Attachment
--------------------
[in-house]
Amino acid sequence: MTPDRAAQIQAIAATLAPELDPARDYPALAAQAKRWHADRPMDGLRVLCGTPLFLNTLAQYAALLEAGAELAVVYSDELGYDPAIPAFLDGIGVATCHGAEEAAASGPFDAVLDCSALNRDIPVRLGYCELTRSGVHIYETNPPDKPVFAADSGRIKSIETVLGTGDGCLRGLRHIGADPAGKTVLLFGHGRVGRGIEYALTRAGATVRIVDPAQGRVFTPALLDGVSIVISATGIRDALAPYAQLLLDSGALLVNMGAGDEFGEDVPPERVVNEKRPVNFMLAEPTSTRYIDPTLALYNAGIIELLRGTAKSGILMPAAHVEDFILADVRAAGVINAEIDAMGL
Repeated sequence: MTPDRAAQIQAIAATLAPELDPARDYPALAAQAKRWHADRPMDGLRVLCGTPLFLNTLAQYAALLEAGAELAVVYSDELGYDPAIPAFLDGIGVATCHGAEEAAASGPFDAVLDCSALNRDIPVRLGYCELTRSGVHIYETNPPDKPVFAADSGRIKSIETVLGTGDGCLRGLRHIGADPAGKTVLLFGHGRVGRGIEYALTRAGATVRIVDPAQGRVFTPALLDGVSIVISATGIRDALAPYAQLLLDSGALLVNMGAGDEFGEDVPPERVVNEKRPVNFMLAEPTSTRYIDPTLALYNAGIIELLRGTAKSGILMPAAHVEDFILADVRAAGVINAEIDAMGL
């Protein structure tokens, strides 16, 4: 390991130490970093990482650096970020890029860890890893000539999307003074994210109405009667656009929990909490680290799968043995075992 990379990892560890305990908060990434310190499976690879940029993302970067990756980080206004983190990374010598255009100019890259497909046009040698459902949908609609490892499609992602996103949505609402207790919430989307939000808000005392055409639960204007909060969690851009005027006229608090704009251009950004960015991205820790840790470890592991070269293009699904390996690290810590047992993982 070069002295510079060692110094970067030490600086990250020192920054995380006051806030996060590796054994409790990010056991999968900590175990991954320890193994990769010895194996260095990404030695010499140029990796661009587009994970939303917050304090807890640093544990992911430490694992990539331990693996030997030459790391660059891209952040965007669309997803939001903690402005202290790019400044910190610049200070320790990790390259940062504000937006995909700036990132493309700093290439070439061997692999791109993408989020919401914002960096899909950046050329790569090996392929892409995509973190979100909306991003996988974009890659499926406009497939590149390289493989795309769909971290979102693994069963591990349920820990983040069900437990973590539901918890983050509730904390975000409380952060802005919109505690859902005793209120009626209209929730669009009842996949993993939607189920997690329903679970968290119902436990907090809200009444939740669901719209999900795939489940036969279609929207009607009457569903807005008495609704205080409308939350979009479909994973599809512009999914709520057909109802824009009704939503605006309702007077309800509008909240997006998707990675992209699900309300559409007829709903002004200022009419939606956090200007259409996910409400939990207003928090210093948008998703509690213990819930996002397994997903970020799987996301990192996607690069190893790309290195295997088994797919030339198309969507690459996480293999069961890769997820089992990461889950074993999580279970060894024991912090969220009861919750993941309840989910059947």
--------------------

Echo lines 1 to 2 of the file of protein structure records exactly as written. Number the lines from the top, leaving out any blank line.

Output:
[in-house]
Amino acid sequence: MTPDRAAQIQAIAATLAPELDPARDYPALAAQAKRWHADRPMDGLRVLCGTPLFLNTLAQYAALLEAGAELAVVYSDELGYDPAIPAFLDGIGVATCHGAEEAAASGPFDAVLDCSALNRDIPVRLGYCELTRSGVHIYETNPPDKPVFAADSGRIKSIETVLGTGDGCLRGLRHIGADPAGKTVLLFGHGRVGRGIEYALTRAGATVRIVDPAQGRVFTPALLDGVSIVISATGIRDALAPYAQLLLDSGALLVNMGAGDEFGEDVPPERVVNEKRPVNFMLAEPTSTRYIDPTLALYNAGIIELLRGTAKSGILMPAAHVEDFILADVRAAGVINAEIDAMGL